Date: November 22, 2006
Author: Ben Wise

Senden can double up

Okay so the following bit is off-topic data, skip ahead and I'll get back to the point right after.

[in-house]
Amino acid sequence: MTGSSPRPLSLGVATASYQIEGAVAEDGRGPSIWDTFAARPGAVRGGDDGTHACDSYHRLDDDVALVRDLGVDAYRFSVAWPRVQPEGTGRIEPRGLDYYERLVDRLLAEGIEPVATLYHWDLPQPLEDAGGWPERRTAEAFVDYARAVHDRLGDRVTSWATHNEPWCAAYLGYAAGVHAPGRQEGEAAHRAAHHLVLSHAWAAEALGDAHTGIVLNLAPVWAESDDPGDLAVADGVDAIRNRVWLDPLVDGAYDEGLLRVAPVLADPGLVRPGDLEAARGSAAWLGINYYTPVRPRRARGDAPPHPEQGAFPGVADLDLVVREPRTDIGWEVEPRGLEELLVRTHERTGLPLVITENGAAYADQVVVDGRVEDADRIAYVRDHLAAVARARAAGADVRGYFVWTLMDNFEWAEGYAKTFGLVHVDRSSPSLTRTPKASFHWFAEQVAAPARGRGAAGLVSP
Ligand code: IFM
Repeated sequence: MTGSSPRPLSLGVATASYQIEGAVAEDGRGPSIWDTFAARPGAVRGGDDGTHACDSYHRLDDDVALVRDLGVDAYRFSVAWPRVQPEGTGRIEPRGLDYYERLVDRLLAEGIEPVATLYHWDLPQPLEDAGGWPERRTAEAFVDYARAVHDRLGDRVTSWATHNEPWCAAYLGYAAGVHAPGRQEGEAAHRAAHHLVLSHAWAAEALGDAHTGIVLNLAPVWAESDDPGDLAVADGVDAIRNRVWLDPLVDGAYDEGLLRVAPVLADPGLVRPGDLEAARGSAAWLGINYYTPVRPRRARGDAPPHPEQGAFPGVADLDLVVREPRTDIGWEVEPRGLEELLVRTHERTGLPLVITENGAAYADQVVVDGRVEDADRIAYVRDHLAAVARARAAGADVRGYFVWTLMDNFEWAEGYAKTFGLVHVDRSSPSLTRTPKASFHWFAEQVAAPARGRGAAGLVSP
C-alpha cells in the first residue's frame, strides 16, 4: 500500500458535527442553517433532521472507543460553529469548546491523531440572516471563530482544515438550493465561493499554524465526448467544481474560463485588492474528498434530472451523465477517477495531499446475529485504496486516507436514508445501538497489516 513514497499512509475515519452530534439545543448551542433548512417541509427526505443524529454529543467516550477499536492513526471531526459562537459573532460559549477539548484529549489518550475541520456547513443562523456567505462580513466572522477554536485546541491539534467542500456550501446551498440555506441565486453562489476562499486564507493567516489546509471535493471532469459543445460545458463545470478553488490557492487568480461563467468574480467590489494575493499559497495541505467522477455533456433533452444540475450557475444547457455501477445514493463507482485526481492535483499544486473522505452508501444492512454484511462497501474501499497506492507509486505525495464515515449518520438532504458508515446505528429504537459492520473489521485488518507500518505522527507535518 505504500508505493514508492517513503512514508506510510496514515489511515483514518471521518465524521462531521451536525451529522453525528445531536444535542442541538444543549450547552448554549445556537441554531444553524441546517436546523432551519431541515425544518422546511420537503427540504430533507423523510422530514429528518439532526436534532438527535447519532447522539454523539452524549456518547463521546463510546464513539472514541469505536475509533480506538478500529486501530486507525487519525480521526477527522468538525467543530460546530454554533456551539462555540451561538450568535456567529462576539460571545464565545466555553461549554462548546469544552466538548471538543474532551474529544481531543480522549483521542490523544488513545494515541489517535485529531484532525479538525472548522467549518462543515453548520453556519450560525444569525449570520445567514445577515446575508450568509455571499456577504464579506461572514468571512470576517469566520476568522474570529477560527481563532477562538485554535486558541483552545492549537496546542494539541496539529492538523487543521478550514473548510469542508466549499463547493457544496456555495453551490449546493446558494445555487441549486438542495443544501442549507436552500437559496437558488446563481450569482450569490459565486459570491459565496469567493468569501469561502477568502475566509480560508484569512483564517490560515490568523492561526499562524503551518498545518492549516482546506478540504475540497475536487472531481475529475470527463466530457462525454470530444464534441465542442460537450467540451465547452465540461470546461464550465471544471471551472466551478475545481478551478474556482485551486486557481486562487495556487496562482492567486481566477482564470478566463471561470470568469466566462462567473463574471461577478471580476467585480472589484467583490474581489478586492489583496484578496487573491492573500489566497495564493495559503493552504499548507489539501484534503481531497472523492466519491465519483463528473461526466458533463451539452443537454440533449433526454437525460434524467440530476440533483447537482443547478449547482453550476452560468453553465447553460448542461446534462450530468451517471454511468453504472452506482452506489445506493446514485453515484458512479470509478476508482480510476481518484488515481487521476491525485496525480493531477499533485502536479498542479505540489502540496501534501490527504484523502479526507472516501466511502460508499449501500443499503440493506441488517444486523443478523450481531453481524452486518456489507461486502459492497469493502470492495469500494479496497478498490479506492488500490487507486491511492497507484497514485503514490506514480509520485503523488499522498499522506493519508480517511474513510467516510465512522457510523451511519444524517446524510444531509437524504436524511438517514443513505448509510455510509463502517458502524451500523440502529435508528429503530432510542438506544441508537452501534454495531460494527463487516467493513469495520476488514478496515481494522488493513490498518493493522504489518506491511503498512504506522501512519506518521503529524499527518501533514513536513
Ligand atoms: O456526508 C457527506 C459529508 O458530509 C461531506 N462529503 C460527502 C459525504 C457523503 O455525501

By Ben Wise, Sportal The MasterCard Masters at Huntingdale has a slightly different feel in 2006, with the event&aposs recent co-sanctioning with the European Tour enticing some of the best international players in the world to pit their skills against Australasia&aposs finest. Victorian Robert Allenby is back to defend his gold jacket, and enters the tournament with some momentum on the back of his closing 67 at the Australian Open last week which jumped him into a tie for 21st at tournament end. “I made a few changes on Sunday morning (last week) and got some really good rhythm and routine going. I feel much better about my game (and) I am looking forward to a good week here,” Allenby said. But Allenby faces the massive task of beating a field that includes recently-crowned Australian Open champion John Senden, dual 2006 US PGA Tour event-winner Stuart Appleby (eighth on US money list with US$3.47 million), 2005 US Open champion Michael Campbell and Aaron Baddeley – who recorded his first US Tour win earlier in the year. Other than a strong Australasian challenge, the star-studded field also includes English world No.15 Paul Casey – a triple winner on the European Tour this year where he finished second on the money list – and his compatriot Justin Rose. Rose arrives at Huntingdale having won more than US$1.6 million on the US Tour, good enough for the South African-born pro to secure 47th position on the world&aposs most demanding stage. Ryder Cup star Casey is looking forward to the challenge of playing on a course that throws up a variety of challenges. “I love playing down here. Shot-making is at a premium, ball control is a must and you have to use your imagination,” he said. “You don&apost have to grow rough, trick golf courses up with unnatural hazards to make it tough. This is pure golf.” However, with Huntingdale again likely to be subjected to a variety of different weather conditions during the four days of the tournament, players in the field with good records at the event, as well as current form, will most likely litter Sunday&aposs final leaderboard. Former champions looking to add another gold jacket to their wardrobes other than Allenby include 2004 winner Richard Green (10th in Australian Open) and solid ball-striker Peter Lonard, who prevailed in 1997 and 2002. Senden should be clear top-pick though to claim his second tournament in a row. Having closed with sensational rounds of 67-65 to salute at Royal Sydney last week, the Queenslander is primed to improve on his fourth-placing at Huntingdale from last year. The John Deere Classic (US Tour event) winner seems to slip under the radar when he returns home to play, with Australian drawcards Allenby, Appleby and Baddeley commanding the majority of the media&aposs attention. But Senden&aposs ability to find greens in regulation – he was third on the US Tour behind only Tiger Woods and Jeff Gove in this statistical category in 2006 – will hold him in good stead at Huntingdale, where greenside undulations and bunkers make getting up and down difficult. Senden&aposs ball-striking is so good that US Open champion Geoff Ogilvy rates him among the best in that facet of the game in the world, and anyone who saw his shots to the 17th and 18th greens on Sunday would have trouble disagreeing. Other players to watch this week include leftie Nick O&aposHern, Nathan Green – who led for most of last week&aposs Australian Open and finished 41st on the US money list – plucky New South Welshman Gavin Coles and Wade Ormsby – who recently gained his European Tour card.